Carter signs Alaska lands bill


WASHINGTON -- President Carter today signed into law the Alaska lands bill, saying it strikes a balance between preserving the nation's scenic 'crown jewels' and the development of the state's valuable resources.

The compromise measure sets aside more than 100 million acres -- an area larger than California -- for national parks, wildlife refuges and wilderness.


Although the bill falls short of what many conservationists wanted, Carter said in a ceremony at the White House that it was 'without a doubt one of the most important pieces of conservation legislation in the history of our country.'

'With this bill we are acknowledging that Alaska's wilderness areas are truly this country's crown jewels, and that Alaska's resources are treasures of another sort.'

'This act,' he said, 'strikes a balance between protecting areas of great beauty and value, and allowing development of Alaska's vital oil, gas, mineral and timber resources.'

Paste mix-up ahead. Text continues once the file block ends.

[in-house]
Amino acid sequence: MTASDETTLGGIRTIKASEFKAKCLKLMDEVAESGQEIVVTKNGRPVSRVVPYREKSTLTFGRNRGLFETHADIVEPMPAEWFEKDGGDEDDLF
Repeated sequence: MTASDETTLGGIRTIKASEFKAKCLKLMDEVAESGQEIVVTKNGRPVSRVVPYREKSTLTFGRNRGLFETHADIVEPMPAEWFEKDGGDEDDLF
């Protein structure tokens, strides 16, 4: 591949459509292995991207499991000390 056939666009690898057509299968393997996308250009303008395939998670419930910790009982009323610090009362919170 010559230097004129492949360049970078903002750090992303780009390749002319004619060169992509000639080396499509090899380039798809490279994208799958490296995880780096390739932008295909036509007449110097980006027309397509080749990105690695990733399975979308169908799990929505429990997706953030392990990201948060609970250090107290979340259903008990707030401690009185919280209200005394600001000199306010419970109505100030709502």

Carter said the bill makes 100 percent of the offshore areas and 95 percent of the other potentially productive oil and mineral areas available for exploraton or drilling.

The new law also:

--Designates more than 97 million acres for new parks and refuges, doubling the size of the National Park and Wildlife Refuge System.


--Protects 25 free-flowing Alaskan rivers in their natural state, doubling the size of the Wild and Scenic Rivers System.

--Classifies 56 million acres of 'magnificent land' as wilderness, tripling the size of the wilderness system.

--Ensures the Eskimos, Indians and Aleuts can continue their traditional way of life.

Carter also emphasized the importance of protecting the environment.

'We cannot let our eagerness for progress in energy and technology outstrip our care for our land, water, and air, and for the plants and animals that share them with us,' he said.

Sen. Ted Stevens, R-Alaska, called the bill 'a milestone' in conservation legislation, but also noted that many Alaskans feel it denies access to many needed resources.

'We're not finished, Mr. President,' Stevens said. 'We're just started.'

Conservationists have argued the bill did not go far enough in protecting Alaska's scenic wilderness areas. Those who hunt and fish, drill for oil and gas, mine valuable minerals, and cut down timber for homes and paper maintained it went too far in locking up natural resources.

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